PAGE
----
The role of the Sema ceremony is for a person’s soul to meet with God’s. This highly symbolic ceremony contains music that support this role. There are two parts of music in the Sema ceremony. The first is the Taksim or improvisation on the a ney, or flute (Mevlevi Slides). The second is the Peşrev which unlike Taksim is not improvised. It is composed. In combination with symbolic dance moves and the flute, the “divine is made manifest in the world” (Music and Spirituality). In short, the music in the Sema ceremony has the purpose of bringing a person’s soul into the divine presence of God reflecting “the ideal of surrendering one’s individual identity to the all-encompassing universalism of God” (Music and Spirituality).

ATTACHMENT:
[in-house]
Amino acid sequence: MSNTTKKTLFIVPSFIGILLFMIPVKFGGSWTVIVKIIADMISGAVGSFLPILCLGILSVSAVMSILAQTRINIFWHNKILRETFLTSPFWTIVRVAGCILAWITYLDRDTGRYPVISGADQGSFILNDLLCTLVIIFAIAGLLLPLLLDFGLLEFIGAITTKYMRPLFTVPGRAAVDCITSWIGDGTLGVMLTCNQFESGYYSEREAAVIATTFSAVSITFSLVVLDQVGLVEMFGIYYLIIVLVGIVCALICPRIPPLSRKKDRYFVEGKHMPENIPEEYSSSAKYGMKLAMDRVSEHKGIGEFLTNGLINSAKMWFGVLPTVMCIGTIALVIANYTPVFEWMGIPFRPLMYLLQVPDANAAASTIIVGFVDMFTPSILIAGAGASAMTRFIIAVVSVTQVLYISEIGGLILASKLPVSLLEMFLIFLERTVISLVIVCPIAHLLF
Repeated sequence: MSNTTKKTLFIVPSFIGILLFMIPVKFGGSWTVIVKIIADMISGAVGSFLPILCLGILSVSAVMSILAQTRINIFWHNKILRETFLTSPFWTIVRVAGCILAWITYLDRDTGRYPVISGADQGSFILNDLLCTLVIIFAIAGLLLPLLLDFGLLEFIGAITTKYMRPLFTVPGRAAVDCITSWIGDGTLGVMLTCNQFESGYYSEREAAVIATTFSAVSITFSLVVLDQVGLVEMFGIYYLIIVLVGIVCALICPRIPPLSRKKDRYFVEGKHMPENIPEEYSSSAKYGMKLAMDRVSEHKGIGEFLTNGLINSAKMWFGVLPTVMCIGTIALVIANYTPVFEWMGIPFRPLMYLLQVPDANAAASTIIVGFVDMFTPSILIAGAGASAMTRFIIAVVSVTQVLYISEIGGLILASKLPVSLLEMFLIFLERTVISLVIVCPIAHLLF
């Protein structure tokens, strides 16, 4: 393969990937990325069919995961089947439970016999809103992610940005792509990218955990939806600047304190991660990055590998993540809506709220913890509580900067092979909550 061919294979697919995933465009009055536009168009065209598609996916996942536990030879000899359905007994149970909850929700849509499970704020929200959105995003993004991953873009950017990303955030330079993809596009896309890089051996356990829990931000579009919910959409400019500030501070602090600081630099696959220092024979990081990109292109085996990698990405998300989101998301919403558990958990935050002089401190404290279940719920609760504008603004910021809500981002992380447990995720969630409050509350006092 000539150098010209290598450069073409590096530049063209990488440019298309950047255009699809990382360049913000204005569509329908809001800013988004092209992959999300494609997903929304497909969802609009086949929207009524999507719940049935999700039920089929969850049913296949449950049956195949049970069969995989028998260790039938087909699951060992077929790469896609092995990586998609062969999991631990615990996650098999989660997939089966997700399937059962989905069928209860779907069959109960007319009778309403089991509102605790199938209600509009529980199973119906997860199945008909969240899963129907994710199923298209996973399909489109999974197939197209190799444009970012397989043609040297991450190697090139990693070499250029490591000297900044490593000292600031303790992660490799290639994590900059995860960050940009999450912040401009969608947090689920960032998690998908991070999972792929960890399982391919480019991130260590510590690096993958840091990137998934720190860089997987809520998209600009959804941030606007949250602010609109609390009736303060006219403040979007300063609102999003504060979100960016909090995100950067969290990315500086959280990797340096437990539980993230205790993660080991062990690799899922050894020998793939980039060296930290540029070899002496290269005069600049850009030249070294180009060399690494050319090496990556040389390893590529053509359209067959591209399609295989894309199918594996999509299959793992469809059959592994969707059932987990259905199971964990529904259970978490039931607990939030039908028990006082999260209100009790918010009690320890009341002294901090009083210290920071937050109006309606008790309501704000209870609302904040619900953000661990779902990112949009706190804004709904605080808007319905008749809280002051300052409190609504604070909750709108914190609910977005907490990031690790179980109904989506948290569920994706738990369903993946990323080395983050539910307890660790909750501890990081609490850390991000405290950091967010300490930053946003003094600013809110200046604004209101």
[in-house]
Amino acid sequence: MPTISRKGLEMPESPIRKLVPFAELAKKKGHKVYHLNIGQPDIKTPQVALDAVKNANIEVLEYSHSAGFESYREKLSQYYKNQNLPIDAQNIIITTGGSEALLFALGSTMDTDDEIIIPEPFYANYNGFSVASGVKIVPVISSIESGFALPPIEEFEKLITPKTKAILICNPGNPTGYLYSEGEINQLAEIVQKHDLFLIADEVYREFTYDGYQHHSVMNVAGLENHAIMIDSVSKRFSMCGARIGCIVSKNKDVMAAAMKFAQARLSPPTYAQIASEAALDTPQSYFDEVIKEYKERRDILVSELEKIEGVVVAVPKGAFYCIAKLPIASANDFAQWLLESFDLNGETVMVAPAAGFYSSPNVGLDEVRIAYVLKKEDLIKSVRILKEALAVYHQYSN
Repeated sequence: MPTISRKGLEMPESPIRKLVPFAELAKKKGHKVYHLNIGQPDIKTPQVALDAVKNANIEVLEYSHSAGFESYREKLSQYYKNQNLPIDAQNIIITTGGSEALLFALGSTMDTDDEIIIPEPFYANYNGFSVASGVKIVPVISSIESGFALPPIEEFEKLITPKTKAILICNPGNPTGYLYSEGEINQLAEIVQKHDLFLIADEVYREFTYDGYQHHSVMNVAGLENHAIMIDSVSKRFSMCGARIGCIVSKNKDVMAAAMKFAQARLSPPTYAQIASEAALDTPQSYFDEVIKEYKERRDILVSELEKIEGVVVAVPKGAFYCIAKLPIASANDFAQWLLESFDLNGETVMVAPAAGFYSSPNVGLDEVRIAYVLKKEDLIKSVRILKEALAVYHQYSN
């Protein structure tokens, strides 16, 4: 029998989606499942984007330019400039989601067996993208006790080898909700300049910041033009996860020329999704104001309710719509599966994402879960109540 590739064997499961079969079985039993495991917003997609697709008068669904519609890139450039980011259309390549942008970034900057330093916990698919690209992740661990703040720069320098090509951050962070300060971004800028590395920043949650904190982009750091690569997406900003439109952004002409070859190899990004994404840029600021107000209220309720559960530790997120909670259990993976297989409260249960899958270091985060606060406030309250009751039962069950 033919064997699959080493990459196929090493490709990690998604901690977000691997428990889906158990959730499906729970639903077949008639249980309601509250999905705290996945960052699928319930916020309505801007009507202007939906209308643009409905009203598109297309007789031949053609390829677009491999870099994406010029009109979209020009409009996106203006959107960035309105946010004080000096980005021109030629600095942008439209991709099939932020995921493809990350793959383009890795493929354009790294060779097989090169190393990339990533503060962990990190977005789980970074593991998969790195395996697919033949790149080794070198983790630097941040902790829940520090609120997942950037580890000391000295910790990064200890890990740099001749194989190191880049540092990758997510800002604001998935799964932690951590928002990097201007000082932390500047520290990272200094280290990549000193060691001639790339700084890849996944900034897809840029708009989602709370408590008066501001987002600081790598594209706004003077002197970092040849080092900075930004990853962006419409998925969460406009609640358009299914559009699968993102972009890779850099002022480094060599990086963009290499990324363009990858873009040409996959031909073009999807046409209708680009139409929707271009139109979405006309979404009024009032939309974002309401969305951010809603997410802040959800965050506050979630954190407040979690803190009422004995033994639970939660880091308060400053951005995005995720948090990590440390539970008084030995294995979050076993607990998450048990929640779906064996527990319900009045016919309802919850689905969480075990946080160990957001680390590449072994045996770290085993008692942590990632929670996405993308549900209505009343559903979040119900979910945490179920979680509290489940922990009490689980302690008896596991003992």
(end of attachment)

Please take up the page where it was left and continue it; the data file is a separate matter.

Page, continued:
With relation to Buddhist chants, gospel music, and Western art music in the Christian church, this Mevlevi music is comparably more calculated in its symbolism. Every dance move down to the direction the palms are facing has symbolism and purpose. The music has sections that each represent a particular moment in the history of their religion.
Specifically compared to gospel music, Mevlevi music in the Sama ceremony has no words. There entire song is instrumental while in gospel music, there is usually a choir. Another obvious difference would be the difference in religion. Mevlevi is a mystical branch of Islam while gospel music is from Christianity. In terms of similarities, they are both forms of worship to God. They both have symbolism whether in forms of lyrics, dance, or sections they both intended to bring people into the presence of God.